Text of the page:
Now all that's left is for Janice to complete her trilogy in style, and not to do a Harry: make Nya win simply because she's the heroine, like Harry beat Voldemort because he was the hero and not because he was better or qualified. Yeah, I said it. Voldemort was the better magician. Voldemort would kick Harry Potter's ass any day. But in the end, through some lame-ass technicality Voldemort missed (which was a total cop-out by Rowling), Voldemort commits suicide – he fires a killing curse which ricochets off Harry's Expelliarmus and kills him. I want Nya to defeat the Duke by sheer intellect and strength.

Of course, no book is perfect, not even The Pain Merchants. My reasoning for this is, when I was a kid my dad told me that all human beings are flawed, and as such, our creations inherit our flaws in one form or another. Some people will love Janice's debut, some will not. That's why it isn't perfect. As for me, I'm totally sold. I loved The Pain Merchants – loved it from the very moment I read its first words, and I love it still.

I'm holding my breath for the next instalment.

REVIEW SCORE

Characters: 9/10

World Building: 9/10

Prose: 9/10

Plot: 9/10

Final Score: 9/10

Wednesday, 6 January 2010

The Notebook Review

TheNotebook For many years my girlfriends have been begging me to watch this movie. They said it was awesome. They also said Twilight and New Moon were awesome. I'm starting to lose faith in what women consider "awesome" these days, man.

The Notebook. I discovered the ending to this movie before I got halfway through the movie, and I really didn't like that. They could have done a better job at concealing the identity of Ally in the retirement home; it would have been something for me to discover, at the end, that Duke's story was about the woman he was telling it to, and that Duke was in fact Noah. So much potential, this movie had.

I can see why women love this Рthe romance is clich̩ at best, but it's got that "I'll love you forever, through thick and thin, through heaven and hell" message that women love to read about in their M&B's and Silhouettes. It's the ultimate girl fantasy, this Notebook.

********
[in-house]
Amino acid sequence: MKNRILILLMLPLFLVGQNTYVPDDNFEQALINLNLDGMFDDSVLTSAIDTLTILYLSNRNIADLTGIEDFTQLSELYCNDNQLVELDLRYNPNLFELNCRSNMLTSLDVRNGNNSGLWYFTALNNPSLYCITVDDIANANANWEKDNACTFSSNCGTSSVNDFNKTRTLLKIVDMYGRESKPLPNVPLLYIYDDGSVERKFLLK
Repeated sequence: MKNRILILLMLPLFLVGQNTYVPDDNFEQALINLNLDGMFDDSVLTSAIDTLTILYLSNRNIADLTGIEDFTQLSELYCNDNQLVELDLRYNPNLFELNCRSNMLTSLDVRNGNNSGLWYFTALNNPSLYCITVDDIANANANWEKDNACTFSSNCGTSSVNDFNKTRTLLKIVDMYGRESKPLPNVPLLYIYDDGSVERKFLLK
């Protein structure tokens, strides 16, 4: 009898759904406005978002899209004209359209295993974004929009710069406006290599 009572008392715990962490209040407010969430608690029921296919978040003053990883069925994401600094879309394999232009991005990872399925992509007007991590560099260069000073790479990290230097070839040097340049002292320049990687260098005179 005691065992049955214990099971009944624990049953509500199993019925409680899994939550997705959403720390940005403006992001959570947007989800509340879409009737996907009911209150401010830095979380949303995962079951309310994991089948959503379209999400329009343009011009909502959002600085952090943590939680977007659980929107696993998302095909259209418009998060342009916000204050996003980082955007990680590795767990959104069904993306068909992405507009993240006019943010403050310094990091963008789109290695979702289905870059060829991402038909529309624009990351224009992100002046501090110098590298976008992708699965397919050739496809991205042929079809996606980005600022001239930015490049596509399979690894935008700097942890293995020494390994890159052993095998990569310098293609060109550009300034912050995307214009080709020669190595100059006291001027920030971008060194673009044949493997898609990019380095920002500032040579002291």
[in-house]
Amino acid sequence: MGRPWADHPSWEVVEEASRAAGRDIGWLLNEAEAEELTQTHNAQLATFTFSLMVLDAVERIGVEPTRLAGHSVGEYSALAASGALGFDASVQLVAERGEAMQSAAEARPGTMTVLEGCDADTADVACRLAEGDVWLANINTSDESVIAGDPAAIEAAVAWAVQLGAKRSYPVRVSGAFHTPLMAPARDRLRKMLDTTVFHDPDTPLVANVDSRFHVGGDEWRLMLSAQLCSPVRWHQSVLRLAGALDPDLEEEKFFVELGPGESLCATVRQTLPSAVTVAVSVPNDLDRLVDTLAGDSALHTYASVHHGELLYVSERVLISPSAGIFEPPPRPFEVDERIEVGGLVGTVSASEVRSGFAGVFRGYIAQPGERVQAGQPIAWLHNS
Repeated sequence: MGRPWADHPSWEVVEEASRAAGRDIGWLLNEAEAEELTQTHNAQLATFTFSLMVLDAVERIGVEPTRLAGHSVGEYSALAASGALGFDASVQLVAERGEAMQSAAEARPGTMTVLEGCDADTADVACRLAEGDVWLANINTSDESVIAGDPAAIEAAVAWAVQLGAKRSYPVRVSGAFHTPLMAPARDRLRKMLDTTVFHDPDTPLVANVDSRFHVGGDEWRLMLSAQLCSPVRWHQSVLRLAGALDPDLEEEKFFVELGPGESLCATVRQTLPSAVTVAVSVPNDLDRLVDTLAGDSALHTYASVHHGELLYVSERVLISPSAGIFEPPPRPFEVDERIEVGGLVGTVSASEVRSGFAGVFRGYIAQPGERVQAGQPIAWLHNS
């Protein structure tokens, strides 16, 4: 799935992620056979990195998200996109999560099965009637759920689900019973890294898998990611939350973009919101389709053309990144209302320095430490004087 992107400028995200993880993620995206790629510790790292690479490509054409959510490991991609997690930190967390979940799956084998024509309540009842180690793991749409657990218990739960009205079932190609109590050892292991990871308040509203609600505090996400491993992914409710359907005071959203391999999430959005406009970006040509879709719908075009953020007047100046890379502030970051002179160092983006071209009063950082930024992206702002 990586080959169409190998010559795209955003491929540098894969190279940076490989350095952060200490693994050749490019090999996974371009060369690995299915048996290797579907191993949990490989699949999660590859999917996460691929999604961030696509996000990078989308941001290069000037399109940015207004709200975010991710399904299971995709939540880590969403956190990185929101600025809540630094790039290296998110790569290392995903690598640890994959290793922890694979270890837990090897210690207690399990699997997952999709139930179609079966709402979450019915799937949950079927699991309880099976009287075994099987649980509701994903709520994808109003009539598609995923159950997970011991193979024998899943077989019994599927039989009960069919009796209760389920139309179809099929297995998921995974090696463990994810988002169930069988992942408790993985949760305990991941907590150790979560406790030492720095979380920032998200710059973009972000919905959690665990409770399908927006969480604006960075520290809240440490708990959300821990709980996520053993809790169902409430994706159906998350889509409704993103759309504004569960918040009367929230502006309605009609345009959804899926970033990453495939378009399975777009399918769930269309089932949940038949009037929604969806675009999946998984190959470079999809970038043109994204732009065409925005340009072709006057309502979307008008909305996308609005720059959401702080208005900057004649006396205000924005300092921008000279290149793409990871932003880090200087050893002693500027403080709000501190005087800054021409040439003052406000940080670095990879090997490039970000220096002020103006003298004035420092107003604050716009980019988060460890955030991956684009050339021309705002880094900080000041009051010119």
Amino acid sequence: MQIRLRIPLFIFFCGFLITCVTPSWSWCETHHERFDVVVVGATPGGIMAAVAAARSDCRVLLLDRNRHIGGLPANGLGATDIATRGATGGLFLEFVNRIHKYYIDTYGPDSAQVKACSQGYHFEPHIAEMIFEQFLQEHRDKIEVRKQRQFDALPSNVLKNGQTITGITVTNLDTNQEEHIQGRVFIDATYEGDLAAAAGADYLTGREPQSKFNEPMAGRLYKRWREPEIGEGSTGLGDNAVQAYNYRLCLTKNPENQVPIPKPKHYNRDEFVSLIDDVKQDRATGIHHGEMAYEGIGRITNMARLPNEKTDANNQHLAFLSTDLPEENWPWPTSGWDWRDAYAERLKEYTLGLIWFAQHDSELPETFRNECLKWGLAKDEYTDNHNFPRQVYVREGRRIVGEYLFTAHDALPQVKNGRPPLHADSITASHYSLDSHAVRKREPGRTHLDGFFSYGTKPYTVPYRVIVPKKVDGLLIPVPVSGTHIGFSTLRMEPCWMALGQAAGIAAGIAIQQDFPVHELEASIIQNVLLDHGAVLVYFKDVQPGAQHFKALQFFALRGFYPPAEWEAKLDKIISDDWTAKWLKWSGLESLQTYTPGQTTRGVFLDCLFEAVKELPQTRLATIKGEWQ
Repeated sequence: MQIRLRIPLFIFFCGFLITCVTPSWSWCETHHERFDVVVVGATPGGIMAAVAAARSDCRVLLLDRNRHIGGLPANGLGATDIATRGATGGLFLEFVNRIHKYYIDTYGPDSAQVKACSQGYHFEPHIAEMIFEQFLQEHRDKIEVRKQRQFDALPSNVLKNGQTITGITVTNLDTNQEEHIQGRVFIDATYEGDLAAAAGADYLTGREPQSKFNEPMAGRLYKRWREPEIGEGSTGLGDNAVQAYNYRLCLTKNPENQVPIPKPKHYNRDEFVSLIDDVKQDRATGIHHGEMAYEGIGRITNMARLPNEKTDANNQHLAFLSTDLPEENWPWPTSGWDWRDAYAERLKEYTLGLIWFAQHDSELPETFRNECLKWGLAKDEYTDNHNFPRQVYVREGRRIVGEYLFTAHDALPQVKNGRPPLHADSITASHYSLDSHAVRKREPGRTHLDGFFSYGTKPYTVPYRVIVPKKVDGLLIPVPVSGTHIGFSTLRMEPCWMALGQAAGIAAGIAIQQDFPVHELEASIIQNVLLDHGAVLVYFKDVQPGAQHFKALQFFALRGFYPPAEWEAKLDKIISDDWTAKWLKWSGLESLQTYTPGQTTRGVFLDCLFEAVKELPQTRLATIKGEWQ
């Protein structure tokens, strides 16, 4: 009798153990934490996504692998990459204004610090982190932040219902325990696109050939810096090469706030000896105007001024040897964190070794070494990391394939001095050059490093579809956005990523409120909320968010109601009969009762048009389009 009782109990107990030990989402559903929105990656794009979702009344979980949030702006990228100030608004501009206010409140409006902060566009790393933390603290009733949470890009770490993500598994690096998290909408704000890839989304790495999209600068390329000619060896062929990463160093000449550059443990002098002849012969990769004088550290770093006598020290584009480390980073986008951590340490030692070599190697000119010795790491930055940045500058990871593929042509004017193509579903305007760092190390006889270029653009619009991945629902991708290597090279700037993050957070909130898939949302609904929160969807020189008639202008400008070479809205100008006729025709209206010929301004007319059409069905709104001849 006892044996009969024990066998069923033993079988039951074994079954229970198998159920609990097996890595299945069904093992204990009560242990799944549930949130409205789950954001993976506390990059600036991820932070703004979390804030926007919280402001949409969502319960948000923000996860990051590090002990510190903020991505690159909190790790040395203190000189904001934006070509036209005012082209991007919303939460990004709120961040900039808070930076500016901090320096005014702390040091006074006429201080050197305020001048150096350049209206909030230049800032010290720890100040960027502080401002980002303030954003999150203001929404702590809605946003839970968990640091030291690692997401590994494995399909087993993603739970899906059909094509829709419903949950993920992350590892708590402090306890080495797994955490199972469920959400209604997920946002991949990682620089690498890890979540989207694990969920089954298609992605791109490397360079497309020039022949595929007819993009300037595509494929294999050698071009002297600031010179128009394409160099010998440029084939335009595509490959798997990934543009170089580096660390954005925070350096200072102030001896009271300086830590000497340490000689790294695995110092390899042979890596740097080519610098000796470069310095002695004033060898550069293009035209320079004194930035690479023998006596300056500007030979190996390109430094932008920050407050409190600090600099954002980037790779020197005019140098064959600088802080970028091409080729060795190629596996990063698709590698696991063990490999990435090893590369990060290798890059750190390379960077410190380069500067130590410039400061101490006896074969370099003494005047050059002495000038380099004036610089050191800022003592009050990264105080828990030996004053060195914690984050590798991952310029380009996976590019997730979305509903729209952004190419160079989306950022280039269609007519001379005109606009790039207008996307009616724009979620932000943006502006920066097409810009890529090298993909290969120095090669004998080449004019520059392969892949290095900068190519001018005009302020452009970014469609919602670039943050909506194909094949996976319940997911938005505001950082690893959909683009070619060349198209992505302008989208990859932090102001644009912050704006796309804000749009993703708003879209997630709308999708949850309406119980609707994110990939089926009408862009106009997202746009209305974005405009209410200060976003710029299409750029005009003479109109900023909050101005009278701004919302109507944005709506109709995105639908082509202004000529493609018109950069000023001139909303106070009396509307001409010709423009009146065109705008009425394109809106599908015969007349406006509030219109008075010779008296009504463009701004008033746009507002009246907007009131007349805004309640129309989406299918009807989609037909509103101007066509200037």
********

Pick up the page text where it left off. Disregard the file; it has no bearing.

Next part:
Oh well.

Rating: 4/10

As for the romance, Rating: 20/10. I ... I cried when the movie ended!

Saturday, 2 January 2010

Reading Monster, that’s me!

So, of late, I've been really busy catching up on my reading, at the steep cost of temporarily abandoning my WIP, and I've got to say, I'm impressed with myself. Yeah, yeah, I know, I should be focused on finishing my book, but I can't complain. You cannot imagine how much I've learnt from these books – their authors' styles, techniques, manners of presenting twists and turns, etc. The Demon's Lexicon, Catching Fire, Life as we knew it, The Pain Merchants, The Time Traveller's Wife – these are the books I've devoured in the past couple of weeks, and I can't stop myself.

I'm currently reading Aprilynne Pike's Wings, even though I said I wouldn't because of that dreaded love triangle which has invaded every goddamn YA book out today. When I'm finished with Pike's debut, I'm going to read Kristin Cashore's Fire. Then I'm going to turn my sights on Carrie Ryan's Zombie fest, The Forest of Hands and Teeth. Oh yeah, I haven't forgotten you, The Dead and the Gone.

Damn.

Someone, give me a cookie. I'm on a roll, son!

Of course, in between all this, I'll be writing my book. Can't forget that. It's 2010 and I must finish this WIP by March. Must. After all, I've been on it since 2007.